The soldier who was brainwashed and turned into a Secret Ops hit man with no memory of his identity or his training went to ground after learning his true identity and taking his revenge. But a new, globally structured program with more dangerous reach has sniffed out "Jason Bourne."
Surveillance. A motorcycle chase with surveillance. A foot chase with surveillance. Rinse and repeat until the climactic car chase followed by Bourne brand brutal hand to hand combat and all we've really learned is one more reason Jason Bourne (Matt Damon) has to rage against the C.I.A. The return of cowriter (with his "The Bourne Ultimatum" and "Captain Phillips" editor Christopher Rouse/director Paul Greengrass and star Damon (after 2012's Jeremy Renner one off, "The Bourne Legacy") adds up to the film's signature shaky-cam look (cinematography by Barry Ackroyd ("Green Zone," "Captain Phillips"), action bogged down by incessant tailing and a lot of very glum faces.
When Bourne's old ally Nicky Parsons (Julia Stiles) enters a Reykjavik hacking farm and begins to download Black Ops files, the move is picked up at C.I.A. Headquarters by Heather Lee (Alicia Vikander, "Ex Machina"), an ambitious new agent who infects the software with tracking malware before shutting them down. Heather turns over her findings to CIA Director Robert Dewey (Tommy Lee Jones), tying Nicky to Bourne. Dewey immediately puts his Asset (Vincent Cassel, "Ocean's Thirteen," "Tale of Tales") on the case to eliminate the threat, but, much to his chagrin, Heather oversteps him in a meeting with National Intelligence Director Edwin Russell (Scott Shepherd, "Bridge of Spies"), stating that she believes Bourne is looking to come in from the cold, a potential asset for Dewey's Iron Hand program.
There is also the matter of Deep Dream founder Aaron Kalloor (Riz Ahmed, HBO's 'The Night Of'), who is threatened by Dewey when he refuses to allow the C.I.A. back door access to his newly announced platform (the C.I.A. funded the startup, but Kalloor insists they've been repaid several times over). And Heather just happened to be Kalloor's college roommate... Who is playing who and why?
The action skips from the Greek/Macedonian border, where Bourne is initially found participating in an underground fight ring, to Athens, where Nicky gets the drive into Jason's hands. In Berlin, Bourne tussles with the Assange-like Christian Dassault (Vinzenz Kiefer, "The Baader Meinhof Complex") and learns his own father wrote the proposal for the program that destroyed his life. In London, he seeks out ex-C.I.A. Malcolm Smith (Bill Camp, HBO's 'The Night Of') and learns the truth about his dad (which really doesn't wash as the C.I.A. would be creating an enemy out of an insider) while Heather figures out Dewey's working against her. Foot chases often seem interminable, Heather directing Assets following Bourne crosscut with Bourne and the assets on the street (accompanied by David Buckley ("The Nice Guys") and John Powell's ("Pan") monotonous take on the series' theme music).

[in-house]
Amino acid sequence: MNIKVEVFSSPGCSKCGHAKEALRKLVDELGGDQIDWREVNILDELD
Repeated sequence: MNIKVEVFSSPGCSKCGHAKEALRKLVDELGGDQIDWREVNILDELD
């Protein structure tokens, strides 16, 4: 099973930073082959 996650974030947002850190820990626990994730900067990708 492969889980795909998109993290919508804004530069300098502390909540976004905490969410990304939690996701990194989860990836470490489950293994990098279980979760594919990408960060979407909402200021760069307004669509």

Things pick up in Las Vegas, as Dewey, Heather, Kalloor, Bourne and the Asset all cross paths. The car chase featuring the Asset in a police SWAT van gunning for Bourne is outrageous, his van ripping through traffic, metal shredding like confetti.
The only newly intriguing aspects of this entry are the updated surveillance technologies evoking a 'you can run, but you cannot hide' Big Brother vibe and the post-Snowden collusion of Government with private technology companies to mine data. But this (slightly) new slant combined with a new revelation that doesn't hold water isn't enough to inject new life into the series. There is more mystery surrounding Heather than the man she's chasing. The entire cast is serious to a fault, not a single smile cracked through the two hour running time.
"Jason Bourne" is a disappointing return, an actioner on repeat from a team who'd upped the ante. It only gets really interesting just as it's signing off.
Robin did not see this film.
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